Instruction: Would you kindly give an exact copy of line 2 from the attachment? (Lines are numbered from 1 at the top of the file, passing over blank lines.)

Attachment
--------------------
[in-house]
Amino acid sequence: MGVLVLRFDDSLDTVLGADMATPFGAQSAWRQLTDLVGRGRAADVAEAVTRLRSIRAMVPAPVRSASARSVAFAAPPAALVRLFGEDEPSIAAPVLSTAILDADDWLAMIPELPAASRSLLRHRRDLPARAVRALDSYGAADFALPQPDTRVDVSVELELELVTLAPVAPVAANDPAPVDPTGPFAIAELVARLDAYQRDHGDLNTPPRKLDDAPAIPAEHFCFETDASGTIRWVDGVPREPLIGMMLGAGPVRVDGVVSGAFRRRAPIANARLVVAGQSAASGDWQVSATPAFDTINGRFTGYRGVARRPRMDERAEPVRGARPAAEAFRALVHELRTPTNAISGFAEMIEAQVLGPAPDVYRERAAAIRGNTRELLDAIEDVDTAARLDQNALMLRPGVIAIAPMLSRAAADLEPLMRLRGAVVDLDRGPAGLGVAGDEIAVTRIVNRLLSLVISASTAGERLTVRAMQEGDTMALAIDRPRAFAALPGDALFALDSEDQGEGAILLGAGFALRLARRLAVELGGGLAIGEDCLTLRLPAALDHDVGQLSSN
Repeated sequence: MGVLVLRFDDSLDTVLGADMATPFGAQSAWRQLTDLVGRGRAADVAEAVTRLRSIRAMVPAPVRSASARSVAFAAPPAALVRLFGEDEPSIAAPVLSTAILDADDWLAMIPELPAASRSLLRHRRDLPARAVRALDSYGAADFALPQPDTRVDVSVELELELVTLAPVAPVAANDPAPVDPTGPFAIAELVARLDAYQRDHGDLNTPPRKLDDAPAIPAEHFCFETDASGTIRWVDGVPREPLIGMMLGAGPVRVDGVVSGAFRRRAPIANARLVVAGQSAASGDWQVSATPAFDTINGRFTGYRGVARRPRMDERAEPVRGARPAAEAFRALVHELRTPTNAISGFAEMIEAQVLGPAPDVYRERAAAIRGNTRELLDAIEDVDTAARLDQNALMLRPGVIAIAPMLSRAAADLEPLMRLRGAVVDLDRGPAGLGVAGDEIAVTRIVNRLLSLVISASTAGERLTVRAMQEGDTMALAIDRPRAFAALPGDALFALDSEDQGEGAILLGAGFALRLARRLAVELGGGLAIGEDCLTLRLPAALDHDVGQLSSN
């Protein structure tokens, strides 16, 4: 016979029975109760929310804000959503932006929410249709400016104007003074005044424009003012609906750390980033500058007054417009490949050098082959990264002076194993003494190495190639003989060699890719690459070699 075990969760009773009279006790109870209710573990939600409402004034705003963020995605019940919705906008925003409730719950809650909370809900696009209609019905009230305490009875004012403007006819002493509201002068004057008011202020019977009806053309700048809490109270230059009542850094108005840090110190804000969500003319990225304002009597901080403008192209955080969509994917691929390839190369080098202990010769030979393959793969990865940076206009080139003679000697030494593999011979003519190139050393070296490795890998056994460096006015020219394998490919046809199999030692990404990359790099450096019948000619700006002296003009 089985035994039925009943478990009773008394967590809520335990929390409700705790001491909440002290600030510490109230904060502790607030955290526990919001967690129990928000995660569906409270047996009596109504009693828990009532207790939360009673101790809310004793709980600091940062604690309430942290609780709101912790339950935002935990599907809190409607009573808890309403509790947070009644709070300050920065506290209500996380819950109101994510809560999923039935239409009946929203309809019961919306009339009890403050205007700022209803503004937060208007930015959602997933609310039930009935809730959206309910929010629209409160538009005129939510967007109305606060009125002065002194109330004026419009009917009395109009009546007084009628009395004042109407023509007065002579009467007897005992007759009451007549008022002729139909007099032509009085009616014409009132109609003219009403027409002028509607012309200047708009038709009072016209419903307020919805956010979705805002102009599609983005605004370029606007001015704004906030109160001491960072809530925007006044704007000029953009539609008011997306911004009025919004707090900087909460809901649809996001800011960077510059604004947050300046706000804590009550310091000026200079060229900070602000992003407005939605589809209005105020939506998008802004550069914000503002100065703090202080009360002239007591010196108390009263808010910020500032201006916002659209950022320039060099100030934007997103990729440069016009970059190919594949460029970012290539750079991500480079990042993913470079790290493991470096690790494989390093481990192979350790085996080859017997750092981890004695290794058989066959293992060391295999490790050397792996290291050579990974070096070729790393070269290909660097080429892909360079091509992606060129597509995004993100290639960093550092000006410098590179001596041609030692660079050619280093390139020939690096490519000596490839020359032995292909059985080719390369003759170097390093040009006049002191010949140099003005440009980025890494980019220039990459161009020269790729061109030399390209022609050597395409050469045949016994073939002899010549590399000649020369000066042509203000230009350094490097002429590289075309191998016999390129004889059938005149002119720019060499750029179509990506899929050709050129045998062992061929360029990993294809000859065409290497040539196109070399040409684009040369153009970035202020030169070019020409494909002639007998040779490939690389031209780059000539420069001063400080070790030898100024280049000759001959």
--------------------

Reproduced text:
Amino acid sequence: MGVLVLRFDDSLDTVLGADMATPFGAQSAWRQLTDLVGRGRAADVAEAVTRLRSIRAMVPAPVRSASARSVAFAAPPAALVRLFGEDEPSIAAPVLSTAILDADDWLAMIPELPAASRSLLRHRRDLPARAVRALDSYGAADFALPQPDTRVDVSVELELELVTLAPVAPVAANDPAPVDPTGPFAIAELVARLDAYQRDHGDLNTPPRKLDDAPAIPAEHFCFETDASGTIRWVDGVPREPLIGMMLGAGPVRVDGVVSGAFRRRAPIANARLVVAGQSAASGDWQVSATPAFDTINGRFTGYRGVARRPRMDERAEPVRGARPAAEAFRALVHELRTPTNAISGFAEMIEAQVLGPAPDVYRERAAAIRGNTRELLDAIEDVDTAARLDQNALMLRPGVIAIAPMLSRAAADLEPLMRLRGAVVDLDRGPAGLGVAGDEIAVTRIVNRLLSLVISASTAGERLTVRAMQEGDTMALAIDRPRAFAALPGDALFALDSEDQGEGAILLGAGFALRLARRLAVELGGGLAIGEDCLTLRLPAALDHDVGQLSSN